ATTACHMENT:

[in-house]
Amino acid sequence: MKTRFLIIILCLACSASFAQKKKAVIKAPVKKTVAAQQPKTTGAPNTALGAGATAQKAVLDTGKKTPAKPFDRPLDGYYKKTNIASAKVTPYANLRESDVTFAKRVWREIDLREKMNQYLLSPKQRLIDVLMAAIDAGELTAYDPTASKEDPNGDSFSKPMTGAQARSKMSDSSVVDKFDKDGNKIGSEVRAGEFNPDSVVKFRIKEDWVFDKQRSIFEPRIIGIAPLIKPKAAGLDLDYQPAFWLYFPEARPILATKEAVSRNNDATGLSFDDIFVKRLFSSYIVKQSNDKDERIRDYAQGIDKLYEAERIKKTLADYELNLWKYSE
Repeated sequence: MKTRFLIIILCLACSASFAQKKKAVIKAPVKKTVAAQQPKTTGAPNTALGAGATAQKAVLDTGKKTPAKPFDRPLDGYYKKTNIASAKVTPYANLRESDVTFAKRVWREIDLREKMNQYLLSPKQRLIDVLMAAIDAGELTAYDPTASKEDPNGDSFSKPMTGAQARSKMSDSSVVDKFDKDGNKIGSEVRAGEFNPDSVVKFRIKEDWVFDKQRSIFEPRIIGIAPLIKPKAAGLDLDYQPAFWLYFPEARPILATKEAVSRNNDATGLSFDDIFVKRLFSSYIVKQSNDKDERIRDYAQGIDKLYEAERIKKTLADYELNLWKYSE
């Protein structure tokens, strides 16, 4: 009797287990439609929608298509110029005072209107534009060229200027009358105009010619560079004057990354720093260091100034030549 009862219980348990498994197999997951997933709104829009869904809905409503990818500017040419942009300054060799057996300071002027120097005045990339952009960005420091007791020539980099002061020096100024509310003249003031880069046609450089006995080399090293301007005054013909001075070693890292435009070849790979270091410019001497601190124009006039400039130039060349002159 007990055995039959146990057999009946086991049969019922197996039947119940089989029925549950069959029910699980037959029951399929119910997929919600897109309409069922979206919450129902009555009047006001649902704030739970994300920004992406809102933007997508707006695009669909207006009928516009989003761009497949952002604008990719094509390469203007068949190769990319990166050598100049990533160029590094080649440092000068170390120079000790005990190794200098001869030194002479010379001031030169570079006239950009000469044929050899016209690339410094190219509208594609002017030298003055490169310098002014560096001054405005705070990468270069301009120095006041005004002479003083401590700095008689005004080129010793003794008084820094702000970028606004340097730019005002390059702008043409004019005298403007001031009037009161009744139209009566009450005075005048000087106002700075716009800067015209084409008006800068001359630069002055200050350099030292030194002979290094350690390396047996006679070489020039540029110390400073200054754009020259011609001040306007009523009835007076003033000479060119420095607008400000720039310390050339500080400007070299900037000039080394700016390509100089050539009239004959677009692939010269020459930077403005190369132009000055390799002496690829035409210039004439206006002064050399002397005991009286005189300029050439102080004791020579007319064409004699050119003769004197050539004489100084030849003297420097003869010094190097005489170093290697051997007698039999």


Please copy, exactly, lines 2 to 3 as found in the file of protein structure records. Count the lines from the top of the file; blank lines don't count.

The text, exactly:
Amino acid sequence: MKTRFLIIILCLACSASFAQKKKAVIKAPVKKTVAAQQPKTTGAPNTALGAGATAQKAVLDTGKKTPAKPFDRPLDGYYKKTNIASAKVTPYANLRESDVTFAKRVWREIDLREKMNQYLLSPKQRLIDVLMAAIDAGELTAYDPTASKEDPNGDSFSKPMTGAQARSKMSDSSVVDKFDKDGNKIGSEVRAGEFNPDSVVKFRIKEDWVFDKQRSIFEPRIIGIAPLIKPKAAGLDLDYQPAFWLYFPEARPILATKEAVSRNNDATGLSFDDIFVKRLFSSYIVKQSNDKDERIRDYAQGIDKLYEAERIKKTLADYELNLWKYSE
Repeated sequence: MKTRFLIIILCLACSASFAQKKKAVIKAPVKKTVAAQQPKTTGAPNTALGAGATAQKAVLDTGKKTPAKPFDRPLDGYYKKTNIASAKVTPYANLRESDVTFAKRVWREIDLREKMNQYLLSPKQRLIDVLMAAIDAGELTAYDPTASKEDPNGDSFSKPMTGAQARSKMSDSSVVDKFDKDGNKIGSEVRAGEFNPDSVVKFRIKEDWVFDKQRSIFEPRIIGIAPLIKPKAAGLDLDYQPAFWLYFPEARPILATKEAVSRNNDATGLSFDDIFVKRLFSSYIVKQSNDKDERIRDYAQGIDKLYEAERIKKTLADYELNLWKYSE